Oh Man, Someone Is Finally Going Inside NASA's Inflatable Space House

No need to panic, just because a frail human body — made up of eminently breakable bone, skin and sinew — is about to step into the vacuum of space, protected only by a reinforced bouncy castle. EVERYTHING IS FINE. A timelapse of BEAM's expansion (Image: NASA)

After finally getting its inflatable space house up and running on the second try, NASA is about to hit another milestone: It's going to send a person inside to see how it looks in there. On Monday, astronaut Jeff Williams will become the first person to float foot into BEAM, Bigelow's test expandable space unit, which is currently screwed to the side of the ISS.

This first inflatable space walk is actually happening a little off-schedule. It was supposed to have happened yesterday. But, after BEAM refused to expand more than a few centimetres outward in NASA's first attempt last week, they called a temporary halt until they could figure out the source of the unit's lost pressure. Finally on Sunday, they were able to get BEAM fully expanded.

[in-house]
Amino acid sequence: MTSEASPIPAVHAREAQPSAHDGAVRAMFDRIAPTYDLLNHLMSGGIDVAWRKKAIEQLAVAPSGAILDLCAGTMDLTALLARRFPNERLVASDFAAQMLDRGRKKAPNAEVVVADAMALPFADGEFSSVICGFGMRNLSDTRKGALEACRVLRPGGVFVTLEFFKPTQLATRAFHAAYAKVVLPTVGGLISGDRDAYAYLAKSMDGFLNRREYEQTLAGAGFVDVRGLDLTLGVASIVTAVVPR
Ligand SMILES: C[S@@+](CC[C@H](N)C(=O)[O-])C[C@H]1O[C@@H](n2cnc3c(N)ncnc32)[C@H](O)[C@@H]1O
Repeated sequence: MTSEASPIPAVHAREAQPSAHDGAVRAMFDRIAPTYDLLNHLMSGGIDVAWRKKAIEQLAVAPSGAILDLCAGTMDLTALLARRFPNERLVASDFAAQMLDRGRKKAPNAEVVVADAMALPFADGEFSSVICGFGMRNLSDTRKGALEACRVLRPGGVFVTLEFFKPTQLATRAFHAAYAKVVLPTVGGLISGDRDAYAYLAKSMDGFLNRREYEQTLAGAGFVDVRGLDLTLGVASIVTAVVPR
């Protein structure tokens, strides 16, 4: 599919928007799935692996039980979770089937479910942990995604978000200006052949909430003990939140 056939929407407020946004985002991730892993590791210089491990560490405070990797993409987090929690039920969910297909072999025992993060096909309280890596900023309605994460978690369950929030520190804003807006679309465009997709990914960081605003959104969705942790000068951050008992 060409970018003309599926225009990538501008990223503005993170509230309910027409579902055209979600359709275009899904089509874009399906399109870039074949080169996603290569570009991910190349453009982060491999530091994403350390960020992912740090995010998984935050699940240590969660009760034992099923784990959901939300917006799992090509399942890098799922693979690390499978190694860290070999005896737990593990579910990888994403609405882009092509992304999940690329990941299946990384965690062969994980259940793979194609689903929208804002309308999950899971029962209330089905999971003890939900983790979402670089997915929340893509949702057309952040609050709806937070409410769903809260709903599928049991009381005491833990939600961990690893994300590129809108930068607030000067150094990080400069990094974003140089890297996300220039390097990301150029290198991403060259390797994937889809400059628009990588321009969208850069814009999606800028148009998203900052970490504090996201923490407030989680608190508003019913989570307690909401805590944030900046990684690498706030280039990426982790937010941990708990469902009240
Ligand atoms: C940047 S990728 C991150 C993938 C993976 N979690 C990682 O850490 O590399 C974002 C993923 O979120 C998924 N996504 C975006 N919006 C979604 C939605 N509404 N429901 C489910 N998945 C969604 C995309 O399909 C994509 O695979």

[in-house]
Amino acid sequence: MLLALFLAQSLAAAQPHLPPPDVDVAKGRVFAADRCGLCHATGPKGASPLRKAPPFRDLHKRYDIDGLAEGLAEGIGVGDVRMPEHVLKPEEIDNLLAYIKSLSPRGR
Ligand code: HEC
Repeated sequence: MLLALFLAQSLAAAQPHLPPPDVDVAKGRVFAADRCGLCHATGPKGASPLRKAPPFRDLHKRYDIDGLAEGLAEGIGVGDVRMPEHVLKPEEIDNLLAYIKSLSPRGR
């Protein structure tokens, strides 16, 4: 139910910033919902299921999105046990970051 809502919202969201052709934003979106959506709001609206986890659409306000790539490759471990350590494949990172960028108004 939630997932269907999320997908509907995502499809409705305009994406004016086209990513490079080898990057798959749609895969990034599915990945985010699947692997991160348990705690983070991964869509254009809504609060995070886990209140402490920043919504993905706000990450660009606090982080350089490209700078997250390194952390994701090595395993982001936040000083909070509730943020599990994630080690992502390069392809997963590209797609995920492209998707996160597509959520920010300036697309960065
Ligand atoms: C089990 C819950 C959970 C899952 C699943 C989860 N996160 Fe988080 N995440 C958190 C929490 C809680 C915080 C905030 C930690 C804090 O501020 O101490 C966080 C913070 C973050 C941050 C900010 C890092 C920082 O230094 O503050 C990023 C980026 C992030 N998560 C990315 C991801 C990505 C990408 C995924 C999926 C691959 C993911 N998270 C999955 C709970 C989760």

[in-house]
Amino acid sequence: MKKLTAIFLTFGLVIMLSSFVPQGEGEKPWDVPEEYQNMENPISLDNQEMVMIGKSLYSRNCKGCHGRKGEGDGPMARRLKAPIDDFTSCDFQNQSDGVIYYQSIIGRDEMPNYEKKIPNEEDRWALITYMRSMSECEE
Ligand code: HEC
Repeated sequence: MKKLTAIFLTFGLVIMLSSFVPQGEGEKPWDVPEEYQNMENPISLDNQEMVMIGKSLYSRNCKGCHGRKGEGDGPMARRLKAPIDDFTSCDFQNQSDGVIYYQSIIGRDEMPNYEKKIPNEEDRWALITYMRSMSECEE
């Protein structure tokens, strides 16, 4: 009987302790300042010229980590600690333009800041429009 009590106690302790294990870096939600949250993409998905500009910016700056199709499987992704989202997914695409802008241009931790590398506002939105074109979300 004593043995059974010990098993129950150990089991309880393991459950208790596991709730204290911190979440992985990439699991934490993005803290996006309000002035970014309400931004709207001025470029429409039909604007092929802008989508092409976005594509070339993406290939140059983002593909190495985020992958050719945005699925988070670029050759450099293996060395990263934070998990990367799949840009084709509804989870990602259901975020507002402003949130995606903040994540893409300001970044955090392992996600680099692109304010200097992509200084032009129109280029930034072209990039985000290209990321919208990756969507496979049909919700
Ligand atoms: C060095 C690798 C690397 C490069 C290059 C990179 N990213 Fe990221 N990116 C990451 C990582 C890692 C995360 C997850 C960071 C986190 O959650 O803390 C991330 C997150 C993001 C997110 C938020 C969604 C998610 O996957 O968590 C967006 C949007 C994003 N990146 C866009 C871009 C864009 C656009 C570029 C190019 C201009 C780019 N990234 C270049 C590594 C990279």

The first order of business on Tuesday will be for Williams to run an air sample and install sensors to test how the unit is handling the barrage of radiation and space trash that regularly flings itself against the ISS. Assuming that all goes well over the two-year test, similar and more elaborate space houses (as you can see from the picture, the inside of BEAM is currently pretty Spartan) may one day be deployed to the ISS and even further into space.

The interior of a BEAM test module on Earth (Image: Bigelow via NASA)

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